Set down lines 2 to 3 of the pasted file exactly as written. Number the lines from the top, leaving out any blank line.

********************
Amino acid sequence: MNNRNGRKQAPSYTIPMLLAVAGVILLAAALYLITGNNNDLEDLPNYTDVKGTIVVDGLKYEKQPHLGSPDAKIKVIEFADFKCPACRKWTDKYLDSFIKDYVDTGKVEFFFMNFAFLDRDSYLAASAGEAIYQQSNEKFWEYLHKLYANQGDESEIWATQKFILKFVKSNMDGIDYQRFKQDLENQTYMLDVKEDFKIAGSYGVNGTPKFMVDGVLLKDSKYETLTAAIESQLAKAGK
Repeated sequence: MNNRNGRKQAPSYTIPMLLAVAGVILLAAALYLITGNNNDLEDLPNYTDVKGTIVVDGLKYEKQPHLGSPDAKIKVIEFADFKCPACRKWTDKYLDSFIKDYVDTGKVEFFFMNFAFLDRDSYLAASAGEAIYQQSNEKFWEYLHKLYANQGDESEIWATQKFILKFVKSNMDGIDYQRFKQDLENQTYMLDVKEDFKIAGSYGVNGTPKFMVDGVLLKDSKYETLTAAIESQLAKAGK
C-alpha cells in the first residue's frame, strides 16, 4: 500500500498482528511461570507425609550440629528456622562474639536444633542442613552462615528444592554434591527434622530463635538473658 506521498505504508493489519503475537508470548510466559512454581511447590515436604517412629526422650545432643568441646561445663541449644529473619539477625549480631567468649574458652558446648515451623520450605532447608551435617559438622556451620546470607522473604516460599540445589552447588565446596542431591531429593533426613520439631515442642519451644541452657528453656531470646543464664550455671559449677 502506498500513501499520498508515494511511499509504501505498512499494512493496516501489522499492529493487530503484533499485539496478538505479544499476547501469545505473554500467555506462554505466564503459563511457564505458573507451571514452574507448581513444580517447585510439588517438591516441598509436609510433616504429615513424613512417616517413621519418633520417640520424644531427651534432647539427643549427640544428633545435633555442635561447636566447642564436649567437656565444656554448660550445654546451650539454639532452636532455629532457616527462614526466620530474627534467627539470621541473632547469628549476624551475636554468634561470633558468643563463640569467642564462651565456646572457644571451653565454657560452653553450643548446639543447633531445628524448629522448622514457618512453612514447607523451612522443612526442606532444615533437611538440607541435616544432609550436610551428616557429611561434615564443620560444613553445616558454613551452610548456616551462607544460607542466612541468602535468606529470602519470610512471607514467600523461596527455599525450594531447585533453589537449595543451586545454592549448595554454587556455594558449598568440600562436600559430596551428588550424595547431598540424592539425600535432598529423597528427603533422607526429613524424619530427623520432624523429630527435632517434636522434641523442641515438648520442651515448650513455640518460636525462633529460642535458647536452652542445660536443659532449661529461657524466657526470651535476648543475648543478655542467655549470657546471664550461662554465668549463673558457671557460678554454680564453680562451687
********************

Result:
Repeated sequence: MNNRNGRKQAPSYTIPMLLAVAGVILLAAALYLITGNNNDLEDLPNYTDVKGTIVVDGLKYEKQPHLGSPDAKIKVIEFADFKCPACRKWTDKYLDSFIKDYVDTGKVEFFFMNFAFLDRDSYLAASAGEAIYQQSNEKFWEYLHKLYANQGDESEIWATQKFILKFVKSNMDGIDYQRFKQDLENQTYMLDVKEDFKIAGSYGVNGTPKFMVDGVLLKDSKYETLTAAIESQLAKAGK
C-alpha cells in the first residue's frame, strides 16, 4: 500500500498482528511461570507425609550440629528456622562474639536444633542442613552462615528444592554434591527434622530463635538473658 506521498505504508493489519503475537508470548510466559512454581511447590515436604517412629526422650545432643568441646561445663541449644529473619539477625549480631567468649574458652558446648515451623520450605532447608551435617559438622556451620546470607522473604516460599540445589552447588565446596542431591531429593533426613520439631515442642519451644541452657528453656531470646543464664550455671559449677 502506498500513501499520498508515494511511499509504501505498512499494512493496516501489522499492529493487530503484533499485539496478538505479544499476547501469545505473554500467555506462554505466564503459563511457564505458573507451571514452574507448581513444580517447585510439588517438591516441598509436609510433616504429615513424613512417616517413621519418633520417640520424644531427651534432647539427643549427640544428633545435633555442635561447636566447642564436649567437656565444656554448660550445654546451650539454639532452636532455629532457616527462614526466620530474627534467627539470621541473632547469628549476624551475636554468634561470633558468643563463640569467642564462651565456646572457644571451653565454657560452653553450643548446639543447633531445628524448629522448622514457618512453612514447607523451612522443612526442606532444615533437611538440607541435616544432609550436610551428616557429611561434615564443620560444613553445616558454613551452610548456616551462607544460607542466612541468602535468606529470602519470610512471607514467600523461596527455599525450594531447585533453589537449595543451586545454592549448595554454587556455594558449598568440600562436600559430596551428588550424595547431598540424592539425600535432598529423597528427603533422607526429613524424619530427623520432624523429630527435632517434636522434641523442641515438648520442651515448650513455640518460636525462633529460642535458647536452652542445660536443659532449661529461657524466657526470651535476648543475648543478655542467655549470657546471664550461662554465668549463673558457671557460678554454680564453680562451687